Elster's World

Wednesday, March 28, 2007

The Case Against Kobe

So Jemele Hill’s ESPN.com article about Kobe Bryant and his comparisons to Michael Jordan have generated a lot of debate. Mostly, the conflict swirls around whether or not it’s legitimate to even mention Kobe in the same breath as MJ.

I say no.

Before we all get too excited, I will readily admit that Kobe is one of the best, if not the best, players in the NBA right now. He is an assassin, capable of scoring 40, 50, 60 or even more on any given night (or on consecutive nights as his recent streak has shown). He has the rare ability to consistently make clutch, end-of-the-game daggers that only the truly great players can make. He is carrying a very mediocre team on his back right now towards the playoffs and he’s shouldering pretty much the entire offensive load at his coach’s request.

But he’s still no MJ.

What separates Jordan from Bryant - in fact it’s what sets him apart from almost everyone whoever played the game – is not the raw talent. Plenty of players have nearly as much talent as MJ. Take Kobe. Take Lebron. Was Jordan SO much more physically giftedthan they were? No, what sets Jordan apart from the others was his three D’s – desire, determination and drive. Nobody wants to win as badly as Jordan does. Whether it be at basketball, golf, gambling or fill in the blank, Jordan doesn’t just want to beat you, he wants to destroy you. And this quality cannot be taught – you either have it or you don’t. Roger Federer has it. Tiger has it. MJ had it. I don’t see it in Kobe (too selfish, too concerned with his own numbers) or Lebron (sitting with his son on the bench during a game? Co-hosting the ESPY’s? Jordan would never do bush league stuff like that).

Add on the fact that MJ never won a championship with a dominant big man (Kobe has never won without one) and that (pointed out by Simmons the other day) MJ played in a league with much better defenses (the original Bad Boys, the Knicks, the Celtics and Lakers) where players could hand check (you think John Starks could legally stay with Jordan 25 feet from the basket?) or Jordan would easily have had four, five or even more games in a row of fifty plus.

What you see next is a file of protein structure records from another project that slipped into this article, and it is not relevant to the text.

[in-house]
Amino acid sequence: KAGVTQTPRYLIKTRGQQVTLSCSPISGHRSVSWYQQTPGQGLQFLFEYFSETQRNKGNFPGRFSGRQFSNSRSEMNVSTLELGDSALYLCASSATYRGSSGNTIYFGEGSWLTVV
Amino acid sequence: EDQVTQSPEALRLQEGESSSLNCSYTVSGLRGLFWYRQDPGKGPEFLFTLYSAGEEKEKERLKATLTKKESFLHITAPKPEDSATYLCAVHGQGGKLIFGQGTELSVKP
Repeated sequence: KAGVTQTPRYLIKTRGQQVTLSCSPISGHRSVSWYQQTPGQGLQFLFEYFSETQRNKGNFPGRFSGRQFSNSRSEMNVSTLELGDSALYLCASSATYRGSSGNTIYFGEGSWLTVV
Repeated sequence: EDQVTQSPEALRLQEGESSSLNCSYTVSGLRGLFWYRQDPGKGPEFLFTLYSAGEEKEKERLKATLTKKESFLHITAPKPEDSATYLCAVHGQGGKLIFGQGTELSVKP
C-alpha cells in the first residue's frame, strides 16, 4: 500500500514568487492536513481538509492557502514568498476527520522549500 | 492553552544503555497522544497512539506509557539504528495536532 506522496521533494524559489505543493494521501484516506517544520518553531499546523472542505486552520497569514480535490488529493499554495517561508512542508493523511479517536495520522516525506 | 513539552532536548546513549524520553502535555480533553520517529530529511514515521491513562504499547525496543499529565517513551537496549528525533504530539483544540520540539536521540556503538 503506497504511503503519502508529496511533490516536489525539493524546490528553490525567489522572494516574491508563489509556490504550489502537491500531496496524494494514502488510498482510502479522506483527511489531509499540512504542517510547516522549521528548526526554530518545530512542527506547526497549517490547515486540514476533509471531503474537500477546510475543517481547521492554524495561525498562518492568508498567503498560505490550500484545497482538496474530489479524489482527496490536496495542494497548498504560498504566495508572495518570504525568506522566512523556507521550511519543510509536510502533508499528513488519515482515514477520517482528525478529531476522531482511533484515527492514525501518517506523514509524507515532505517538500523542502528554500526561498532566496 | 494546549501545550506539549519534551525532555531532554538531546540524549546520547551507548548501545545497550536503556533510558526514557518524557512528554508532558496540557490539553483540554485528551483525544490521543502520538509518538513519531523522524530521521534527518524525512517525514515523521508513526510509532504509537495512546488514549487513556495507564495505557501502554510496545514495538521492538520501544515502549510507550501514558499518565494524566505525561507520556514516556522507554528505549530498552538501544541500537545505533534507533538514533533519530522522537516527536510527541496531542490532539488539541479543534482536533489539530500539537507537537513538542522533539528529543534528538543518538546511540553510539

Don’t get me wrong. Deciding not to live your life so overly focused isn’t necessarily a bad thing. Phil Mickleson decided he wanted to be a husband and father (not to mention get seconds of that pie) as much as he wanted to be a great golfer. So he sacrificed something from his game, is happy being the second best golfer in the world, winning a few majors and making tons of money – and he’ll leave the “Greatest Ever” pursuit to Tiger – who is so solely focused on winning that he seems to have forgotten he’s married to a hot Swedish model-type.

So yes, Kobe can say all the right things - he can develop a tongue thing like MJ did – he can wear 24 (one better than MJ?) instead of 8 – he can quest to be the best – but it jut isn’t inside of him. And while he may be the best player in the NBA right now (arguably) – please please, please don’t mention him in the same breath as (no offense Larry and Magic) the greatest player I’ve ever seen.


  • Firstly, Jordan WAS incredibly physically gifted. His ability to get defenders up in the air, wait for them to come down, then take a clear shot is unparalleled.

    You already know most of what I have to say on the subject, but my points about Lebron were simply that it's too early to see if he has the drive. While the Knicks' thuggery (and terrible officiating that didn't call it) did seem to ground Lebron for a few minutes, that is rare. In so many other games over the past few weeks it has been exactly the reverse - Lebron gets knocked and keeps coming. That he got up and made the FT's alone says a lot for a guy who has trouble with them normally. Lebron definitely did seem to take it easy for a couple of months this season, but he also hadn't had a break in almost two years (Worlds, etc.). We'll have to see what kind of drive he shows in this year's playoffs and next season after his first real summer break to see what kind of drive he really has - and that's what I was pointing out by saying he's just 22. In last year's playoffs, he took everything to another gear, actually improving on his regular-season numbers (something Jordan rarely if ever did - he simply stayed as he was which is mind-boggling itself).

    By Blogger Ezzie, at 5:48 PM  

  • Oh, and the defenses in the late 80's and early 90's were nothing compared to today. A simple way to look at it is compare the PPG then and now, or watch old clips - back then, people often stood around on D, something that never happens now. The Bad Boys were a great D, but part of that is because they were one of the only teams to actually play D in the first place. I think the defenses then cut down on individual scoring but allowed greater team scoring.

    By Blogger Ezzie, at 5:51 PM  

  • The defenses after the Bad boys were much "better" - they could hand check, allowing for stopping dribble penetration and keeping guards 25 feet from the basket, and the refs swallowed their whistles more often - allowing for Riley's KNicks, the Heat, etc. And yes - teams in the 90's were all averaging less than 100 points per game - alot of that having to do with the defense.

    By Blogger Elster, at 9:42 AM  

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